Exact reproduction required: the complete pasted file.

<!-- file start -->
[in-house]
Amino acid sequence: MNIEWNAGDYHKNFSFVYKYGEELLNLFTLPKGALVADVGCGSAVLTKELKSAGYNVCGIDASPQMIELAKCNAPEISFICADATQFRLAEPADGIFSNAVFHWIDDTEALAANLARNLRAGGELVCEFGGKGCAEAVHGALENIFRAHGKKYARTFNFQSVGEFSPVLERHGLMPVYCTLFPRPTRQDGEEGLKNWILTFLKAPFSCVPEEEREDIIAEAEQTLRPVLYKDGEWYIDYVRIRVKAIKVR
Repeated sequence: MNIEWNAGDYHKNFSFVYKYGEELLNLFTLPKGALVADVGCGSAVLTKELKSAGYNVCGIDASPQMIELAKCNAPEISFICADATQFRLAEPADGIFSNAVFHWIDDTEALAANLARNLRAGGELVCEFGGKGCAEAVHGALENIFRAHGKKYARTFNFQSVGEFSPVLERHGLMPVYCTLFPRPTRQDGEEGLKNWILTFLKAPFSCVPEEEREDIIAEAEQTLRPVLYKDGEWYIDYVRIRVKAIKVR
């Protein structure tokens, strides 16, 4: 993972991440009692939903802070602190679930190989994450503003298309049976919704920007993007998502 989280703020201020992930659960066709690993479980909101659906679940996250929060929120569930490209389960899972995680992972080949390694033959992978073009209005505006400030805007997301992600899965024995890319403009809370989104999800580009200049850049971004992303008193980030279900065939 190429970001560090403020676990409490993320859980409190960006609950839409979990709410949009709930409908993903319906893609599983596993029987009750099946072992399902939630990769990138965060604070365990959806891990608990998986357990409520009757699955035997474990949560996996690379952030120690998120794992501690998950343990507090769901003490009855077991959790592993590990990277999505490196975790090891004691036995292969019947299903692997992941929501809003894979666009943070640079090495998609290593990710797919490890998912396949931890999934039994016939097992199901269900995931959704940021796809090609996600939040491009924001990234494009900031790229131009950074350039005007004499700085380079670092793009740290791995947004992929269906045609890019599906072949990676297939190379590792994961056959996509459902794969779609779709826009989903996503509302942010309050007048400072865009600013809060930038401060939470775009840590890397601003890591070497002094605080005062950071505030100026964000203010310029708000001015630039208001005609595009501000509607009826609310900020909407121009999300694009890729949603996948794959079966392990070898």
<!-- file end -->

[in-house]
Amino acid sequence: MNIEWNAGDYHKNFSFVYKYGEELLNLFTLPKGALVADVGCGSAVLTKELKSAGYNVCGIDASPQMIELAKCNAPEISFICADATQFRLAEPADGIFSNAVFHWIDDTEALAANLARNLRAGGELVCEFGGKGCAEAVHGALENIFRAHGKKYARTFNFQSVGEFSPVLERHGLMPVYCTLFPRPTRQDGEEGLKNWILTFLKAPFSCVPEEEREDIIAEAEQTLRPVLYKDGEWYIDYVRIRVKAIKVR
Repeated sequence: MNIEWNAGDYHKNFSFVYKYGEELLNLFTLPKGALVADVGCGSAVLTKELKSAGYNVCGIDASPQMIELAKCNAPEISFICADATQFRLAEPADGIFSNAVFHWIDDTEALAANLARNLRAGGELVCEFGGKGCAEAVHGALENIFRAHGKKYARTFNFQSVGEFSPVLERHGLMPVYCTLFPRPTRQDGEEGLKNWILTFLKAPFSCVPEEEREDIIAEAEQTLRPVLYKDGEWYIDYVRIRVKAIKVR
């Protein structure tokens, strides 16, 4: 993972991440009692939903802070602190679930190989994450503003298309049976919704920007993007998502 989280703020201020992930659960066709690993479980909101659906679940996250929060929120569930490209389960899972995680992972080949390694033959992978073009209005505006400030805007997301992600899965024995890319403009809370989104999800580009200049850049971004992303008193980030279900065939 190429970001560090403020676990409490993320859980409190960006609950839409979990709410949009709930409908993903319906893609599983596993029987009750099946072992399902939630990769990138965060604070365990959806891990608990998986357990409520009757699955035997474990949560996996690379952030120690998120794992501690998950343990507090769901003490009855077991959790592993590990990277999505490196975790090891004691036995292969019947299903692997992941929501809003894979666009943070640079090495998609290593990710797919490890998912396949931890999934039994016939097992199901269900995931959704940021796809090609996600939040491009924001990234494009900031790229131009950074350039005007004499700085380079670092793009740290791995947004992929269906045609890019599906072949990676297939190379590792994961056959996509459902794969779609779709826009989903996503509302942010309050007048400072865009600013809060930038401060939470775009840590890397601003890591070497002094605080005062950071505030100026964000203010310029708000001015630039208001005609595009501000509607009826609310900020909407121009999300694009890729949603996948794959079966392990070898």